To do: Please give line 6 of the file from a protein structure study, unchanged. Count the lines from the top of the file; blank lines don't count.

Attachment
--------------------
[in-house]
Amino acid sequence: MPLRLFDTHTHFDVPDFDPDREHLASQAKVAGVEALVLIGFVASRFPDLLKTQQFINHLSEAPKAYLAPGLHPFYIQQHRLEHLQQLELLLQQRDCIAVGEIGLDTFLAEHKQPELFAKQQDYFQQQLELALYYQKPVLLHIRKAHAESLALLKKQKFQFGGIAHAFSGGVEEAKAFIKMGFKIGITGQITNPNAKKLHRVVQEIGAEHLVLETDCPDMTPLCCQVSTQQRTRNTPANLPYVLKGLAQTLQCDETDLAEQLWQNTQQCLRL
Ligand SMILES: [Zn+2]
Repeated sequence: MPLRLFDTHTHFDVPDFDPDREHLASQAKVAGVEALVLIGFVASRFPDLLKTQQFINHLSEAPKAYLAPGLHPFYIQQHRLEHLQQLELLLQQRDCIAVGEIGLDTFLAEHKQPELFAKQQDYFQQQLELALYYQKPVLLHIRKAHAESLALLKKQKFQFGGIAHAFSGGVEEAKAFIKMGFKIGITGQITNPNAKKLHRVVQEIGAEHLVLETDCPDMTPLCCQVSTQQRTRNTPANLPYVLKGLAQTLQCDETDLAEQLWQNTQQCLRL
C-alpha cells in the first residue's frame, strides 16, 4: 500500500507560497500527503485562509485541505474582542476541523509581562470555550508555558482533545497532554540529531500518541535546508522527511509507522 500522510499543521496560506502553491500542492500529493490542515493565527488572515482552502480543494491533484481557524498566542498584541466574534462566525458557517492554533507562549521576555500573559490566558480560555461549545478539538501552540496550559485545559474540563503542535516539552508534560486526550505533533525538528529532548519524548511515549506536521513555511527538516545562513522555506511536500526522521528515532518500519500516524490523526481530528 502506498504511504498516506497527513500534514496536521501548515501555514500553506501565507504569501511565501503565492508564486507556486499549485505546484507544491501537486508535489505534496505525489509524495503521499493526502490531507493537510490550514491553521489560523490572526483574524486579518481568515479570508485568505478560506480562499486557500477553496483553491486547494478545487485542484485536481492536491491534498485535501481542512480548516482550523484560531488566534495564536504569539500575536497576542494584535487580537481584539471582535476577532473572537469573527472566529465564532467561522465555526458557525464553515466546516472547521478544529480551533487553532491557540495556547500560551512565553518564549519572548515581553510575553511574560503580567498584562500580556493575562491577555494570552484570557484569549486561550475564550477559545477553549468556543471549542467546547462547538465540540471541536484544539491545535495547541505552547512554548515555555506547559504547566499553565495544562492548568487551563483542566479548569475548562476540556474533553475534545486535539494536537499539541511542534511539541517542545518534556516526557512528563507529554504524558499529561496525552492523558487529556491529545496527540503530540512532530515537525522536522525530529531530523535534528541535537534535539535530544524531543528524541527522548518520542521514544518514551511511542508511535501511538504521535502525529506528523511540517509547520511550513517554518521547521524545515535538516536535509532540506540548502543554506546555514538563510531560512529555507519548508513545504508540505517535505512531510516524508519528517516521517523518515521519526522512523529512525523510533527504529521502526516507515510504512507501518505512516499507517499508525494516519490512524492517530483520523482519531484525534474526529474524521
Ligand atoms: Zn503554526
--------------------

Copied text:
Ligand atoms: Zn503554526